Future Classics

SAAB 9-3

Description

The 93, introduced in 1997, was originally just a rebadged 900 but was succeeded by a redesigned 9-3 in 2003. The second generation 9-3 was given a facelift in 2012 before production ended in 2014.The Viggen models of the early 93's are rare and collectable now. Early convertibles are still reasonably priced, as are second generation Aero models. The Aero models come in two flavours with the more common 2.0 litre turbo engined version with 210bhp and the rarer 2.8 V6 verison with 250bhp. Both offer impressive performance.

Performance figures:
2.0T Aero 210bhp 0-60 7.4 seconds Top speed 146mph
2.8 V6 Areo 250bhp 0-60 6.5 seconds Top speed 155mph (Ltd)
2.8 XWD V6 Aero 276bhp 0-60 6.1 seconds Top speed 155mph (Ltd)

Headline stats

Maximum # of Registrations = 141744
Latest # of Registrations = 106116

Links

[Reviews] 9-3 Aero test drive 

Our Verdict

Saab 9-3 Aero.
The original Saab 93 came out in 1998 and was a reworked 900 which had been “upgraded” to the GM platform 3 years before when GM took over Saab. In 2003 the second generation 93 came out with a revised platform that it shared with the Vauxhall Vectra, and a new line up of engines, the range topper being the 2.0l turbo. This engine produced 210bhp and gave the Aero model that it was installed in a 0-60 time of 7.5 seconds and a top speed of 140mph.

Now I have never driven a Vauxhall Vectra (and I'm in no hurry to do so either) so I can't really comment on how they compare as a driving experience. From what I understand though, Saab did make a lot of changes to the standard GM platform, though how many of them were to the suspension and steering I can't say. Certainly there are lots of parts that are interchangeable with the Vectra some maybe I have driven one after all. The engine is also Vauxhall's, the 2.2L that you would find in the VX220 though the capacity has been reduced to 2.0L by shortening the stroke, which should make it a more revvy engine.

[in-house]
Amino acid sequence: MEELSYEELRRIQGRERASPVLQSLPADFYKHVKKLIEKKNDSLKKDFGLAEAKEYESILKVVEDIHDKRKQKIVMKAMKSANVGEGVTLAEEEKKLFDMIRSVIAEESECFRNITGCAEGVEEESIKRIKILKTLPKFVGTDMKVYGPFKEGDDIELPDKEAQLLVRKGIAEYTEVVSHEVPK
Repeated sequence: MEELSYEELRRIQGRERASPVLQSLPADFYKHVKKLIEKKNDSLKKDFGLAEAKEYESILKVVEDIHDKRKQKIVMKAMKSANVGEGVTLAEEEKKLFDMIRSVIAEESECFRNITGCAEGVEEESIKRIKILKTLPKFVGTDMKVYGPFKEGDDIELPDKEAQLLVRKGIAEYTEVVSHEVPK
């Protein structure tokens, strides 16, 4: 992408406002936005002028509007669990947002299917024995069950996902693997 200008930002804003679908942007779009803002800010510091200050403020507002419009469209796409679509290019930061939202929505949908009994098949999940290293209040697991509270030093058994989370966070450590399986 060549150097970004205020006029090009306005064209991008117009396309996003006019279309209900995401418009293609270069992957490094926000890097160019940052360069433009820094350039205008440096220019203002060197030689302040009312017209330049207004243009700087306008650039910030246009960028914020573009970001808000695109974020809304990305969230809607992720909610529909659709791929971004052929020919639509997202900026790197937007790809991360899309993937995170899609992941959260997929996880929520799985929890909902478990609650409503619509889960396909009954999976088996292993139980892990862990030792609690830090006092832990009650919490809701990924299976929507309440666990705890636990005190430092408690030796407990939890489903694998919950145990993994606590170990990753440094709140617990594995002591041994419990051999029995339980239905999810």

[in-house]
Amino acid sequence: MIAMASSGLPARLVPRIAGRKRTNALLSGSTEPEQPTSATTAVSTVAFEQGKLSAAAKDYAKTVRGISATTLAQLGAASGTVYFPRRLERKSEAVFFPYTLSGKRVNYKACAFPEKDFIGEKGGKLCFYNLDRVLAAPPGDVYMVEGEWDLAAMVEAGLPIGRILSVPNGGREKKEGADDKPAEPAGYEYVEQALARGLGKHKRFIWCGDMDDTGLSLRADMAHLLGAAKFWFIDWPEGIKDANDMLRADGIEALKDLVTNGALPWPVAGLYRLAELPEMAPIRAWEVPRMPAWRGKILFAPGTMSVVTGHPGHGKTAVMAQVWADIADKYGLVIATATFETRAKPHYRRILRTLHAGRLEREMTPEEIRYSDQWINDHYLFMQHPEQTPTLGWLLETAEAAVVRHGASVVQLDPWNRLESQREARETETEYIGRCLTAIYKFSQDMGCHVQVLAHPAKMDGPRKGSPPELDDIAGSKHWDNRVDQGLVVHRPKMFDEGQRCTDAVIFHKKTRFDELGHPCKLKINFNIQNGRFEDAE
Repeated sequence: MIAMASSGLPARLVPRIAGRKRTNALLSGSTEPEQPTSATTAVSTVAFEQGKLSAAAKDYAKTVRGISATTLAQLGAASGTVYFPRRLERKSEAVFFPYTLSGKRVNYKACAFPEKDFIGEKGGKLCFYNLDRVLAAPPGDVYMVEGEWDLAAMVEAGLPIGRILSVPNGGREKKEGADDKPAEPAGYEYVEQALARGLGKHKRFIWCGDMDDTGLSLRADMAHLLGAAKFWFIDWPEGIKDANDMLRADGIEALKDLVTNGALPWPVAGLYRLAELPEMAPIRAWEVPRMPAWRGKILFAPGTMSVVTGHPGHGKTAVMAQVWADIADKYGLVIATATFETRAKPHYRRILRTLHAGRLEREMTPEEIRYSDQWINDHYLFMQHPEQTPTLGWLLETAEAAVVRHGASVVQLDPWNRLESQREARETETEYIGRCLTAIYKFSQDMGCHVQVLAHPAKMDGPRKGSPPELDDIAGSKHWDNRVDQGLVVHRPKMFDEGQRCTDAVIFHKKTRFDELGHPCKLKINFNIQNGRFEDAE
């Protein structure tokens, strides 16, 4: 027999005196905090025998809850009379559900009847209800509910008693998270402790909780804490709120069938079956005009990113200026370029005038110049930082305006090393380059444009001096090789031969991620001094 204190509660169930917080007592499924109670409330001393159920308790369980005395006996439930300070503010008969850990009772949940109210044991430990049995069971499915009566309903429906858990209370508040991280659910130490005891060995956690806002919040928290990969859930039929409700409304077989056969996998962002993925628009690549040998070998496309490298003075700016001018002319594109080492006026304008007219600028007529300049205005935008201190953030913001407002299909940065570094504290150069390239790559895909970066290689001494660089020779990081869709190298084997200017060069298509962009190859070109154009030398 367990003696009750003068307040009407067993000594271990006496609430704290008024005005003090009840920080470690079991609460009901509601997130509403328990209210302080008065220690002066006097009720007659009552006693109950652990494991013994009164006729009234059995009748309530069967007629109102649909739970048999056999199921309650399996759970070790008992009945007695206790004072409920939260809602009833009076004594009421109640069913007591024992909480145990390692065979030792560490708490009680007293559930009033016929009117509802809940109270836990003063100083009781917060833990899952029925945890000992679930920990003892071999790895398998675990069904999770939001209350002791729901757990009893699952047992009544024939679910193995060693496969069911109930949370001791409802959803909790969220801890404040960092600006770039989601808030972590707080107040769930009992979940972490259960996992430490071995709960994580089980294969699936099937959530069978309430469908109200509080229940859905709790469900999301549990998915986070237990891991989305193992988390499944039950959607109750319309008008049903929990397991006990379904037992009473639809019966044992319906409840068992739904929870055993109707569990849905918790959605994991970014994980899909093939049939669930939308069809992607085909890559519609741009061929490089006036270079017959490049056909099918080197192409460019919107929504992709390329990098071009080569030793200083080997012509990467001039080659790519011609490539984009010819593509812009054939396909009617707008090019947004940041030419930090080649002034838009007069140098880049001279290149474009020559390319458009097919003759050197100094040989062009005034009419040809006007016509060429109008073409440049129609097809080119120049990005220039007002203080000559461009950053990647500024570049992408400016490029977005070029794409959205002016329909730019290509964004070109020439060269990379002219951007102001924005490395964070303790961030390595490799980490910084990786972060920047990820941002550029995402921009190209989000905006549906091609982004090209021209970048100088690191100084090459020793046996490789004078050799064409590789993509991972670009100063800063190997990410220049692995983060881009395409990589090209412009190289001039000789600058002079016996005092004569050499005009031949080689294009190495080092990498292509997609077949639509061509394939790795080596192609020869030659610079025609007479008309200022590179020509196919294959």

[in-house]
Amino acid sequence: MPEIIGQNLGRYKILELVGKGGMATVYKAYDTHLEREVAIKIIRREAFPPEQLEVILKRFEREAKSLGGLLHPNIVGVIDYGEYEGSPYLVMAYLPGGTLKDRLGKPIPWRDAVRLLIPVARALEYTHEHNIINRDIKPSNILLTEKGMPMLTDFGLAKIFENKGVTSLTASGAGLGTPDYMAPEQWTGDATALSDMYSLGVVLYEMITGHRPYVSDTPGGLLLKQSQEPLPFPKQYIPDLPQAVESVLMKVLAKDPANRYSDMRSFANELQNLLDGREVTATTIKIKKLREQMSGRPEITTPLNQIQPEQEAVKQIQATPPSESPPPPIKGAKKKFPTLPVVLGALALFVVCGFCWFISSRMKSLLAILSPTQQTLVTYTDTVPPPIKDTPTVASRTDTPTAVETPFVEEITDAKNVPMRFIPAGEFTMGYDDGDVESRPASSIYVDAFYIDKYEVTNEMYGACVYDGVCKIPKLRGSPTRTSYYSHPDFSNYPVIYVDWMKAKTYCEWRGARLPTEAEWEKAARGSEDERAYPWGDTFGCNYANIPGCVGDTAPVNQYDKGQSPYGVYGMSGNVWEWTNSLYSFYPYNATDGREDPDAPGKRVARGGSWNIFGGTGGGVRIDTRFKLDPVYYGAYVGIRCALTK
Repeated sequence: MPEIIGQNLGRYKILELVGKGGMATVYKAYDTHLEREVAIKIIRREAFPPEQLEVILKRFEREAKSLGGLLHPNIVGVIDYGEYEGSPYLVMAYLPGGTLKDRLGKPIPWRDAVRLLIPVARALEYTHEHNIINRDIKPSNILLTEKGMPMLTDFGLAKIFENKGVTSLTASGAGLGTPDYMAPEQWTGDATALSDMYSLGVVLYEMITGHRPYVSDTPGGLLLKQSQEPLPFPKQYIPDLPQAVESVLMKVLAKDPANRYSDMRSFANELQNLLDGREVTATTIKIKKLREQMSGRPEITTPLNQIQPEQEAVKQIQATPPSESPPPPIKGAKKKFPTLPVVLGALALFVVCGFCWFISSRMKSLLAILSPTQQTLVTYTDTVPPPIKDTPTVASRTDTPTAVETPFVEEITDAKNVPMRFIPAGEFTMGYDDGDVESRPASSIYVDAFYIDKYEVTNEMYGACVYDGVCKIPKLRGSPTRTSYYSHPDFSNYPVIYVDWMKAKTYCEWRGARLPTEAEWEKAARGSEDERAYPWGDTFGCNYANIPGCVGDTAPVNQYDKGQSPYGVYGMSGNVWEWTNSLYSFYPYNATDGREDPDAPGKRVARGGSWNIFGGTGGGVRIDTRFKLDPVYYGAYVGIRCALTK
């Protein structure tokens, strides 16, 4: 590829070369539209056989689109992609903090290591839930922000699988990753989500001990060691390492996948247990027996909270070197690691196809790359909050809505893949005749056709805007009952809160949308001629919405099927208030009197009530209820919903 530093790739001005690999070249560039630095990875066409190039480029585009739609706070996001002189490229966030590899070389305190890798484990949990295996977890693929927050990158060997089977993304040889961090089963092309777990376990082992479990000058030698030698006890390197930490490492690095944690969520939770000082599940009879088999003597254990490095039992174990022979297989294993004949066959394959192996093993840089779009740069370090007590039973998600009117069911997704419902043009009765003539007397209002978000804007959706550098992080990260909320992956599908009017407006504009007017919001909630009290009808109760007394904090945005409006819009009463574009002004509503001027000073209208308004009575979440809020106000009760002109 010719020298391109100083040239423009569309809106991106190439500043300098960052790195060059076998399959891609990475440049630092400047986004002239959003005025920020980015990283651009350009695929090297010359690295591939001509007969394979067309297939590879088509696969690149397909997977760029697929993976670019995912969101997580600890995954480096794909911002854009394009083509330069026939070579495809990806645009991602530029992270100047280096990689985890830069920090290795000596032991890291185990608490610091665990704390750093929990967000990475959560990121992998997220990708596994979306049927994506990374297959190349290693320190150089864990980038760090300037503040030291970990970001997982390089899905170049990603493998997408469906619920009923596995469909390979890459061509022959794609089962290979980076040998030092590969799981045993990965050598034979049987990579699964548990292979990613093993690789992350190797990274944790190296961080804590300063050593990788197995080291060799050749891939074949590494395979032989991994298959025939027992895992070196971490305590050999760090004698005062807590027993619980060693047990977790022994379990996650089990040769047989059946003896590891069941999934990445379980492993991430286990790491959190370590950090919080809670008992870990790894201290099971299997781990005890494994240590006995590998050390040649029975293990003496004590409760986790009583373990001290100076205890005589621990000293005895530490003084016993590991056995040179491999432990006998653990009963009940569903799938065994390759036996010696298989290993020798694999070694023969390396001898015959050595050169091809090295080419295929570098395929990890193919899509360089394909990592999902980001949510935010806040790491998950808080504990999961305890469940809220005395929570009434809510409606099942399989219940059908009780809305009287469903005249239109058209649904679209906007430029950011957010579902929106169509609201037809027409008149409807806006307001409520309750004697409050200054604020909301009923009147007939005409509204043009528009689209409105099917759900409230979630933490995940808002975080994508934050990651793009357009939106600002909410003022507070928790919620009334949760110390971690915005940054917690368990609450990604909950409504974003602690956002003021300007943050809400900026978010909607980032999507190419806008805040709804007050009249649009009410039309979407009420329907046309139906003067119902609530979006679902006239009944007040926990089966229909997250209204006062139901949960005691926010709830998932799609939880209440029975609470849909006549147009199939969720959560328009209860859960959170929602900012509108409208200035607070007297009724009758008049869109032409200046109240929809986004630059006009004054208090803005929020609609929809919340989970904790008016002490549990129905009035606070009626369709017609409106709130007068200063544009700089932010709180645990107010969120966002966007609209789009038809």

To be honest, its not a car that you feel the need to, or would really want to rev hard, instead it gathers speed in a rather regal, civilised manner, though with an authoritative shove, as befits a car that is the preserve of the polo neck jumper wearing architect. That's not to say its dull, far from it indeed, as there is a good deal of power to call on, meaning it can lay on the entertainment when asked.
The ride and handling are also tuned for a more grown up style of progress, with a firm but not bone shacking ride and the turn in is positive and composed, though maybe not as crisp and precise in the corners as say a BMW 3 Series. My only real complaint about the ride is that the suspension does seem a bit noisy, low speed bumps in particular do make themselves heard in the cabin, not sure if this is a Saab characteristic or whether it is something they do with age (the one I drove was showing 118k).

Another criticism is with the interior which really does fail to live up to the cars upmarket aspirations. At first glance all looks well, with a stylish looking dash board, replete with lots of buttons and digital displays, look closer though and things like the cheap scratchy plastics and rattly fittings do spoil the ambience somewhat. Its not what I would call low rent, it just doesn't feel like it was hewn from solid granite and is certainly not an interior that the likes of VW would sign off on.

Overall the Saab 93 Aero is a good car, its refined, plenty fast enough for most mortals, comfortable and has a good reputation for reliability, but is sadly let down a bit by a questionable interior (which is what happens when you let the bean counters design a car).

The car that I am driving has 118k miles and drives very well, everything feels tight as a nut, so the 9-3 would appear to have the ability to cope with high miles. There are a few issues to look out for which get mentioned in the forums a lot, firstly the front and rear suspension drop links seem to have a very short life expectancy and will let you know when they have had it with some sharp banging when ever you over a bump, which will be a lot in this country. Fortunately they are cheap and easy to replace. Another issue is the SAI value (its a long story so best to Google it) which is a relentless problem but is only fitted to the 2003 models. One thing I noticed while driving the test car was the slightly weak syncromesh when cold, and again, this has been mentioned as a week point with the GM box though more than a few people have said a change of oil makes a big difference.

So to the million dollar question, is it a future classic, to which the answer is, errrr, ummm.....
Difficult to say really, its a likeable car but does it have any stand out features that really make you hanker after one. And the answer has to be no. Give it a few years and a drop in numbers on the road and a good example will attain some value, just not for a year or two.

The 2.8 XWD Aero with its 276bhp V6 engine is another matter, but I believe there are only about 15 of them out there. So catch one if you can.

Future Classics Rating

25%
Source: wikipedia